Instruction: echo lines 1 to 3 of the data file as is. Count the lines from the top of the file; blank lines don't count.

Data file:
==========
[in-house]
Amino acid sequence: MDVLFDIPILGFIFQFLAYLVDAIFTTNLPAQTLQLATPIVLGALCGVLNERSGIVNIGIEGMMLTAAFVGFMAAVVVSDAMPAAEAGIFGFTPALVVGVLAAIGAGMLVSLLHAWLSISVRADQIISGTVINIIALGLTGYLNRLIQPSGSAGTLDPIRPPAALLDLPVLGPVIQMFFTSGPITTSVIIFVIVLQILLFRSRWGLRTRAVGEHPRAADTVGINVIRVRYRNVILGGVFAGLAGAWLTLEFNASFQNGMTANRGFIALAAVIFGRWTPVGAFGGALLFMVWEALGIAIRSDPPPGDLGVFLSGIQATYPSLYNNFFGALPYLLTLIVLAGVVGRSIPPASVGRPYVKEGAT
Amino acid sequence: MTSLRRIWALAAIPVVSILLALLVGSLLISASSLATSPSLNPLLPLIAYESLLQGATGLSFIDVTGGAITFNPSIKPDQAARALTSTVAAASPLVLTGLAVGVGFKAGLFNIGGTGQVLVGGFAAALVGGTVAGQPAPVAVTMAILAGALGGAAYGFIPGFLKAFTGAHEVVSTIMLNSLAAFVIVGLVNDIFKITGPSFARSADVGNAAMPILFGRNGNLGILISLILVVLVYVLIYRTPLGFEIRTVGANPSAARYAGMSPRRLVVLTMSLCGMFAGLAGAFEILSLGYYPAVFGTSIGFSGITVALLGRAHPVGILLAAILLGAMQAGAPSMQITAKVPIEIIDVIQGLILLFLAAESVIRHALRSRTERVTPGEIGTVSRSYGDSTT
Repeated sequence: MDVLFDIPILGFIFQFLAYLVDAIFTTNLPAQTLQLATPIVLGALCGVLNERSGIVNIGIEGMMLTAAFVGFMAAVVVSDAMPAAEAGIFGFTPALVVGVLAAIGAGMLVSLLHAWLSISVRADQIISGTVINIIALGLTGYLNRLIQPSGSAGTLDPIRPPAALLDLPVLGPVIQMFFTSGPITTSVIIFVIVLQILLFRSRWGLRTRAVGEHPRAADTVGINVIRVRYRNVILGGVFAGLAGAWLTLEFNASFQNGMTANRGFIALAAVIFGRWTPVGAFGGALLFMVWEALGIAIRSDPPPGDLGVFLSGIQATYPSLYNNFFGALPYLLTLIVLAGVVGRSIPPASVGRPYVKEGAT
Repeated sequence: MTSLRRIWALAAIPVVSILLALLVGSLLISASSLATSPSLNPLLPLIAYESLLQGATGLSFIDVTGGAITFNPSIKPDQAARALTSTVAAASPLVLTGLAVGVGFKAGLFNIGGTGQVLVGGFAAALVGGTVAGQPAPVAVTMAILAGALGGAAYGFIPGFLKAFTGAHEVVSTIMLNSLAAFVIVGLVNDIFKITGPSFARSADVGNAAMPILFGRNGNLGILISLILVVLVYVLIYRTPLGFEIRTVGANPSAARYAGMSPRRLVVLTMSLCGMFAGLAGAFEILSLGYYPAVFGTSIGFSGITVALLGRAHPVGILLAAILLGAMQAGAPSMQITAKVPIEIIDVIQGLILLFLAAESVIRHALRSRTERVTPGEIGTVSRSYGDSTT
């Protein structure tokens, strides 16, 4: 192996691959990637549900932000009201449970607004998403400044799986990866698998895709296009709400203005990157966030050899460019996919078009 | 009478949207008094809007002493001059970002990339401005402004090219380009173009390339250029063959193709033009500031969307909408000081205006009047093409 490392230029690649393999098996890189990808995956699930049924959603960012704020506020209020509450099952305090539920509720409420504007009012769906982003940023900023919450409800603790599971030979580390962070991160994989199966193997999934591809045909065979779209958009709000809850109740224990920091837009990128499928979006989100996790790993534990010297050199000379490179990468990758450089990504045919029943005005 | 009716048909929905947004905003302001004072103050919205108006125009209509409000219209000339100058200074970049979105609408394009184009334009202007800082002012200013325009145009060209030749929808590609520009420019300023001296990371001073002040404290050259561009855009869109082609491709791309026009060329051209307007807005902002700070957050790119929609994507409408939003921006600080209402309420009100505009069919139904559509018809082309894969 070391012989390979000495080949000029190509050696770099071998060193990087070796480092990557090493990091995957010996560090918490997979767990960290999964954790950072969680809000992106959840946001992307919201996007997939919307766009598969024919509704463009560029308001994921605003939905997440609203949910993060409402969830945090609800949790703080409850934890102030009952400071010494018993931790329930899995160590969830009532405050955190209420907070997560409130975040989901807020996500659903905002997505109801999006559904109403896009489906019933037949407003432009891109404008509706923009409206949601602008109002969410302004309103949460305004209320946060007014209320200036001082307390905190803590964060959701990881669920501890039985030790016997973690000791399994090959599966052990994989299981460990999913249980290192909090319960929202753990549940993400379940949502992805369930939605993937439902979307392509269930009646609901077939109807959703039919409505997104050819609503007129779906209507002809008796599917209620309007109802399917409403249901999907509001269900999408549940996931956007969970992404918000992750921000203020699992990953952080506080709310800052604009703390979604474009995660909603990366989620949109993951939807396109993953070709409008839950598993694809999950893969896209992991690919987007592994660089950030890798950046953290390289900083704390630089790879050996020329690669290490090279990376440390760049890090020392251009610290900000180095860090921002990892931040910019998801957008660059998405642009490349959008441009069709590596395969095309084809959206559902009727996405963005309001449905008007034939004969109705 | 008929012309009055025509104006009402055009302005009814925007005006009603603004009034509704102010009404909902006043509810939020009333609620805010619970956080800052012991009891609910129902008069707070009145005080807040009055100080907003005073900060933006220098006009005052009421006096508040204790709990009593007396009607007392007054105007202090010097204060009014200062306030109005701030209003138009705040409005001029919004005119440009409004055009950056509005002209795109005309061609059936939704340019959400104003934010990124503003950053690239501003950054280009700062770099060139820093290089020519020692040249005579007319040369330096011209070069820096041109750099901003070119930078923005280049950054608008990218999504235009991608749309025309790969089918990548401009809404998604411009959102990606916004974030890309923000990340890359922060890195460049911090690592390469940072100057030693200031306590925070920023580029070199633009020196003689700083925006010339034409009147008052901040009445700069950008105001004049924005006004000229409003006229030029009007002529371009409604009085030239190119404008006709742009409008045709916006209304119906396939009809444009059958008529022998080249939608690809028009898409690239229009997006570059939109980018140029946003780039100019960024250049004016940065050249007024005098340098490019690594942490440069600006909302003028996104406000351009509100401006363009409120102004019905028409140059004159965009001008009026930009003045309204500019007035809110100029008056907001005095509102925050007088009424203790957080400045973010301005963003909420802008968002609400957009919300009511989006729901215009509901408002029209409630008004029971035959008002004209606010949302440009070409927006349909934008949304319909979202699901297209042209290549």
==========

[in-house]
Amino acid sequence: MDVLFDIPILGFIFQFLAYLVDAIFTTNLPAQTLQLATPIVLGALCGVLNERSGIVNIGIEGMMLTAAFVGFMAAVVVSDAMPAAEAGIFGFTPALVVGVLAAIGAGMLVSLLHAWLSISVRADQIISGTVINIIALGLTGYLNRLIQPSGSAGTLDPIRPPAALLDLPVLGPVIQMFFTSGPITTSVIIFVIVLQILLFRSRWGLRTRAVGEHPRAADTVGINVIRVRYRNVILGGVFAGLAGAWLTLEFNASFQNGMTANRGFIALAAVIFGRWTPVGAFGGALLFMVWEALGIAIRSDPPPGDLGVFLSGIQATYPSLYNNFFGALPYLLTLIVLAGVVGRSIPPASVGRPYVKEGAT
Amino acid sequence: MTSLRRIWALAAIPVVSILLALLVGSLLISASSLATSPSLNPLLPLIAYESLLQGATGLSFIDVTGGAITFNPSIKPDQAARALTSTVAAASPLVLTGLAVGVGFKAGLFNIGGTGQVLVGGFAAALVGGTVAGQPAPVAVTMAILAGALGGAAYGFIPGFLKAFTGAHEVVSTIMLNSLAAFVIVGLVNDIFKITGPSFARSADVGNAAMPILFGRNGNLGILISLILVVLVYVLIYRTPLGFEIRTVGANPSAARYAGMSPRRLVVLTMSLCGMFAGLAGAFEILSLGYYPAVFGTSIGFSGITVALLGRAHPVGILLAAILLGAMQAGAPSMQITAKVPIEIIDVIQGLILLFLAAESVIRHALRSRTERVTPGEIGTVSRSYGDSTT